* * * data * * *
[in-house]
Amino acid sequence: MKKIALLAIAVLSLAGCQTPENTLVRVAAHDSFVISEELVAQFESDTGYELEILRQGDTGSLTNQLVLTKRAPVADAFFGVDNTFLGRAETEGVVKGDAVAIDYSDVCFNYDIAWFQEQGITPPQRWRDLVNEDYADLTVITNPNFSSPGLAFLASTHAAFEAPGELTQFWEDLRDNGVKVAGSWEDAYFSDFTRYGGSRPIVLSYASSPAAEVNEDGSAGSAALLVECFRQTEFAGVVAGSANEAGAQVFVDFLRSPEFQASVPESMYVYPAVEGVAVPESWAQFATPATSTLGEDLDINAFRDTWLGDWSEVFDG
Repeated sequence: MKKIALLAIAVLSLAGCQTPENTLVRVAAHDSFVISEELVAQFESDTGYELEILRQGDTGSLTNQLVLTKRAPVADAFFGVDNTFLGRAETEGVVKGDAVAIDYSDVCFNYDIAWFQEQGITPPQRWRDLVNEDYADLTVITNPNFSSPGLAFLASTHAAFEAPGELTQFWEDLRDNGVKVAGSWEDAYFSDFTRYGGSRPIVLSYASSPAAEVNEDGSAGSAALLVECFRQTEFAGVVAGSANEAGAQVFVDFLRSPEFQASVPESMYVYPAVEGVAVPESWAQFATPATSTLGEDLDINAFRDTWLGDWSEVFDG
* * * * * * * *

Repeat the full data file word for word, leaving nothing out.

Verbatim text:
[in-house]
Amino acid sequence: MKKIALLAIAVLSLAGCQTPENTLVRVAAHDSFVISEELVAQFESDTGYELEILRQGDTGSLTNQLVLTKRAPVADAFFGVDNTFLGRAETEGVVKGDAVAIDYSDVCFNYDIAWFQEQGITPPQRWRDLVNEDYADLTVITNPNFSSPGLAFLASTHAAFEAPGELTQFWEDLRDNGVKVAGSWEDAYFSDFTRYGGSRPIVLSYASSPAAEVNEDGSAGSAALLVECFRQTEFAGVVAGSANEAGAQVFVDFLRSPEFQASVPESMYVYPAVEGVAVPESWAQFATPATSTLGEDLDINAFRDTWLGDWSEVFDG
Repeated sequence: MKKIALLAIAVLSLAGCQTPENTLVRVAAHDSFVISEELVAQFESDTGYELEILRQGDTGSLTNQLVLTKRAPVADAFFGVDNTFLGRAETEGVVKGDAVAIDYSDVCFNYDIAWFQEQGITPPQRWRDLVNEDYADLTVITNPNFSSPGLAFLASTHAAFEAPGELTQFWEDLRDNGVKVAGSWEDAYFSDFTRYGGSRPIVLSYASSPAAEVNEDGSAGSAALLVECFRQTEFAGVVAGSANEAGAQVFVDFLRSPEFQASVPESMYVYPAVEGVAVPESWAQFATPATSTLGEDLDINAFRDTWLGDWSEVFDG